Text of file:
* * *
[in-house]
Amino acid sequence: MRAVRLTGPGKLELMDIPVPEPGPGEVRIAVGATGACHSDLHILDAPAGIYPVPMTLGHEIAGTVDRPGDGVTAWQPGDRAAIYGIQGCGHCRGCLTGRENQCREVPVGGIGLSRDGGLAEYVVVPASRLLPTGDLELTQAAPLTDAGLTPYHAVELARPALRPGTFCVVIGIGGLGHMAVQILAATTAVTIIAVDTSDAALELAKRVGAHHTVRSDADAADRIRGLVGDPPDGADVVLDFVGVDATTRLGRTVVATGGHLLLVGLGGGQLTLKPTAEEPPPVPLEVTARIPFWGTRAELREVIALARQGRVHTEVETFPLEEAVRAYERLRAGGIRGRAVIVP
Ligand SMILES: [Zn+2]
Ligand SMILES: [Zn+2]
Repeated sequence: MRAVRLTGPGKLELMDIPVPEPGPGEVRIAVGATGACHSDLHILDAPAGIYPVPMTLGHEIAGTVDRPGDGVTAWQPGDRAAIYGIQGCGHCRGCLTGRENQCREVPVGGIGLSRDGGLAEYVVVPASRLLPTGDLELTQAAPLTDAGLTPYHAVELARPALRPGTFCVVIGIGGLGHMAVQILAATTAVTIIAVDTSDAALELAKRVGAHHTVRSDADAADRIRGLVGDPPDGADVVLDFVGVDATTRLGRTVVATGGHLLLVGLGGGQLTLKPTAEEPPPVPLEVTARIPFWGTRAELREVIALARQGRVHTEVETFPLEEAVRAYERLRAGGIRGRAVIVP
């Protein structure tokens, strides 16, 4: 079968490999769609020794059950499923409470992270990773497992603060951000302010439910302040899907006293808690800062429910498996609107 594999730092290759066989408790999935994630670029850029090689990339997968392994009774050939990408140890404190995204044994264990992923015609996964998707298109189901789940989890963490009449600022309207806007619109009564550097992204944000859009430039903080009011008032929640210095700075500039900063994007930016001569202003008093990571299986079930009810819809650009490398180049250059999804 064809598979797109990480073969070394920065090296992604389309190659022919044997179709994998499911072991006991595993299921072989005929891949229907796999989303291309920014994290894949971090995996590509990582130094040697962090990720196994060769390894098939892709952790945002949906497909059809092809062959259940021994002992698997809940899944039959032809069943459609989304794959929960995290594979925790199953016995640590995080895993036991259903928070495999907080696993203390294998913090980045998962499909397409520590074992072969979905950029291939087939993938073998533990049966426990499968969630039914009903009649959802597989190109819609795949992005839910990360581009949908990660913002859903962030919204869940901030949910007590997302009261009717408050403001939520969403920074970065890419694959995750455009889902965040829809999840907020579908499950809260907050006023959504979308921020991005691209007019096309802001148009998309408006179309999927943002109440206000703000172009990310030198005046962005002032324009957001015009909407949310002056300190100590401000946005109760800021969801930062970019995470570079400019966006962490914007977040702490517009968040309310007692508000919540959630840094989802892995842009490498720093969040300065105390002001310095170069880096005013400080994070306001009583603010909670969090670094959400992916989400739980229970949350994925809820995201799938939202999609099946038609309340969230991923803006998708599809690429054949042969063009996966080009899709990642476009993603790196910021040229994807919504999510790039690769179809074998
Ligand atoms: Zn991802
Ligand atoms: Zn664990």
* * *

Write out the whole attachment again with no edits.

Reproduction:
[in-house]
Amino acid sequence: MRAVRLTGPGKLELMDIPVPEPGPGEVRIAVGATGACHSDLHILDAPAGIYPVPMTLGHEIAGTVDRPGDGVTAWQPGDRAAIYGIQGCGHCRGCLTGRENQCREVPVGGIGLSRDGGLAEYVVVPASRLLPTGDLELTQAAPLTDAGLTPYHAVELARPALRPGTFCVVIGIGGLGHMAVQILAATTAVTIIAVDTSDAALELAKRVGAHHTVRSDADAADRIRGLVGDPPDGADVVLDFVGVDATTRLGRTVVATGGHLLLVGLGGGQLTLKPTAEEPPPVPLEVTARIPFWGTRAELREVIALARQGRVHTEVETFPLEEAVRAYERLRAGGIRGRAVIVP
Ligand SMILES: [Zn+2]
Ligand SMILES: [Zn+2]
Repeated sequence: MRAVRLTGPGKLELMDIPVPEPGPGEVRIAVGATGACHSDLHILDAPAGIYPVPMTLGHEIAGTVDRPGDGVTAWQPGDRAAIYGIQGCGHCRGCLTGRENQCREVPVGGIGLSRDGGLAEYVVVPASRLLPTGDLELTQAAPLTDAGLTPYHAVELARPALRPGTFCVVIGIGGLGHMAVQILAATTAVTIIAVDTSDAALELAKRVGAHHTVRSDADAADRIRGLVGDPPDGADVVLDFVGVDATTRLGRTVVATGGHLLLVGLGGGQLTLKPTAEEPPPVPLEVTARIPFWGTRAELREVIALARQGRVHTEVETFPLEEAVRAYERLRAGGIRGRAVIVP
């Protein structure tokens, strides 16, 4: 079968490999769609020794059950499923409470992270990773497992603060951000302010439910302040899907006293808690800062429910498996609107 594999730092290759066989408790999935994630670029850029090689990339997968392994009774050939990408140890404190995204044994264990992923015609996964998707298109189901789940989890963490009449600022309207806007619109009564550097992204944000859009430039903080009011008032929640210095700075500039900063994007930016001569202003008093990571299986079930009810819809650009490398180049250059999804 064809598979797109990480073969070394920065090296992604389309190659022919044997179709994998499911072991006991595993299921072989005929891949229907796999989303291309920014994290894949971090995996590509990582130094040697962090990720196994060769390894098939892709952790945002949906497909059809092809062959259940021994002992698997809940899944039959032809069943459609989304794959929960995290594979925790199953016995640590995080895993036991259903928070495999907080696993203390294998913090980045998962499909397409520590074992072969979905950029291939087939993938073998533990049966426990499968969630039914009903009649959802597989190109819609795949992005839910990360581009949908990660913002859903962030919204869940901030949910007590997302009261009717408050403001939520969403920074970065890419694959995750455009889902965040829809999840907020579908499950809260907050006023959504979308921020991005691209007019096309802001148009998309408006179309999927943002109440206000703000172009990310030198005046962005002032324009957001015009909407949310002056300190100590401000946005109760800021969801930062970019995470570079400019966006962490914007977040702490517009968040309310007692508000919540959630840094989802892995842009490498720093969040300065105390002001310095170069880096005013400080994070306001009583603010909670969090670094959400992916989400739980229970949350994925809820995201799938939202999609099946038609309340969230991923803006998708599809690429054949042969063009996966080009899709990642476009993603790196910021040229994807919504999510790039690769179809074998
Ligand atoms: Zn991802
Ligand atoms: Zn664990």